Dislocation nucleation in strained epitaxial layers [electronic resource].

Labovitz, Steven Matthew.
121 p.
Contained In:
Dissertation Abstracts International 57-11B.

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Materials science.
Mechanical engineering.
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Penn dissertations -- Materials science and engineering. (search)
Materials science and engineering -- Penn dissertations. (search)
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Mode of access: World Wide Web.
The mechanisms of misfit dislocation nucleation in strained epitaxial layers are not well understood. While the conditions under which strained layers will relax and the kinetics of the relaxation are generally well described, traditional dislocation nucleation theories do not effectively explain how these layers relax. Recent observations of a rapid "anomalous" relaxation, which occurs prior to the full relaxation of a strained film, cast further doubt on explanations based on nucleation sources such as heterogeneous sources and pre-existing dislocations. This dissertation demonstrates that strained epitaxial layers relax through the introduction of misfit dislocations, and that these dislocations may be introduced through a mechanism similar to one active in brittle-ductile transitions (BDTs).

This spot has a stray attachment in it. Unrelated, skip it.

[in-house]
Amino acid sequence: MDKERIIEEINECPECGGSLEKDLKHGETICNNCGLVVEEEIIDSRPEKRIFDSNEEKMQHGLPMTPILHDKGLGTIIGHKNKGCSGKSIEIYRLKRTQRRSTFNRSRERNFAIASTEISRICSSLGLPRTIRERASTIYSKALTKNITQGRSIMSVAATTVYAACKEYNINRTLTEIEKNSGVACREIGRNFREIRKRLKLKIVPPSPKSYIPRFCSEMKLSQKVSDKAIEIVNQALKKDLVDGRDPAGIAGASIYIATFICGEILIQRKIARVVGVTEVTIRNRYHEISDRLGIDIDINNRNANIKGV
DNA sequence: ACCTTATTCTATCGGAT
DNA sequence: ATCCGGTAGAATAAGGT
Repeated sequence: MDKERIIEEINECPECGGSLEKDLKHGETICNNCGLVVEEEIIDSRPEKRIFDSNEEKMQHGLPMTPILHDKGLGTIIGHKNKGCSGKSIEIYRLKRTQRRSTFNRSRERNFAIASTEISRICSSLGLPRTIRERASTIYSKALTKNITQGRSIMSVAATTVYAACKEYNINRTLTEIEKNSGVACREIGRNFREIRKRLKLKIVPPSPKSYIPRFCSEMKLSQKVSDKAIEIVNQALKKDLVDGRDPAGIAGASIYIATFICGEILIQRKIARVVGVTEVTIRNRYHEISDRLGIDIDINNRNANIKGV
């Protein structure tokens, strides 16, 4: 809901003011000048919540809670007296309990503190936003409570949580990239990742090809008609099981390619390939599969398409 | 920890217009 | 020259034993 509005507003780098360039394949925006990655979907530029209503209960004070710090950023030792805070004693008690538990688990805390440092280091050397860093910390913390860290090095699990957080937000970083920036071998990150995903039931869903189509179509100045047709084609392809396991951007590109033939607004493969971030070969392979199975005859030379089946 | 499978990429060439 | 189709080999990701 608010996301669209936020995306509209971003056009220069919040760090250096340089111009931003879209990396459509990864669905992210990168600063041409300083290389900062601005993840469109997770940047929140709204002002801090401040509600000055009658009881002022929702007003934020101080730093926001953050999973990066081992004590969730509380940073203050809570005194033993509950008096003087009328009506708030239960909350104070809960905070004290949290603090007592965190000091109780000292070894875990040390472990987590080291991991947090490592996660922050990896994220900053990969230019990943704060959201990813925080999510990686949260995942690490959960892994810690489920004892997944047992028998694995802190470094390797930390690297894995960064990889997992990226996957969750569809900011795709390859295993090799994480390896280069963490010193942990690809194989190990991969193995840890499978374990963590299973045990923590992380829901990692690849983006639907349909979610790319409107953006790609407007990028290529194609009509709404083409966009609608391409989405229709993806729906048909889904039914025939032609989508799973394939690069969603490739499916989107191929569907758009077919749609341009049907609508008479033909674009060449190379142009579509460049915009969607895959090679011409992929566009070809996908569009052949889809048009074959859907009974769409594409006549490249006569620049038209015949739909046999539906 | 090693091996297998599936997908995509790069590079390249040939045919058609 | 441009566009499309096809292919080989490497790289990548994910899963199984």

A recent theory on the BDT sheds new light on the issue of the generation of misfit dislocations in strained epitaxial layers. The Khantha-Pope-Vitek (KPV) model of the BDT states that thermal fluctuations in the lattice, assisted by an applied stress, can result in the spontaneous generation of dislocations. Application of the KPV model to the problem of epitaxial layers predicts that at a critical temperature and stress, a sudden onset of dislocation generation will occur. Using a wafer curvature technique, real-time strain relaxation curves were generated as a function of temperature. Misfit dislocation and mobile dislocation densities were extracted from the relaxation curves through simple relationships. The relaxation data shows a sudden onset of relaxation of 5 to 22% of the epitaxial strain upon reaching temperatures in the range of 500 to 540C. Atomic force microscopy (AFM) studies confirmed that the relaxation event occurred through the introduction of misfit dislocations, as opposed to film surface roughening. Misfit dislocation densities measured with the wafer curvature technique were validated through AFM measurements of the dislocation density. The strong temperature dependence of the initial relaxation event supports our hypothesis that a KPV-type mechanism is the source of the massive dislocation generation necessary to relax the film strain.
Thesis (Ph.D. in Materials Science and Engineering) -- University of Pennsylvania, 1996.
Source: Dissertation Abstracts International, Volume: 57-11, Section: B, page: 7172.
Supervisor: David P. Pope.
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School code: 0175.
Pope, David P., advisor
University of Pennsylvania.
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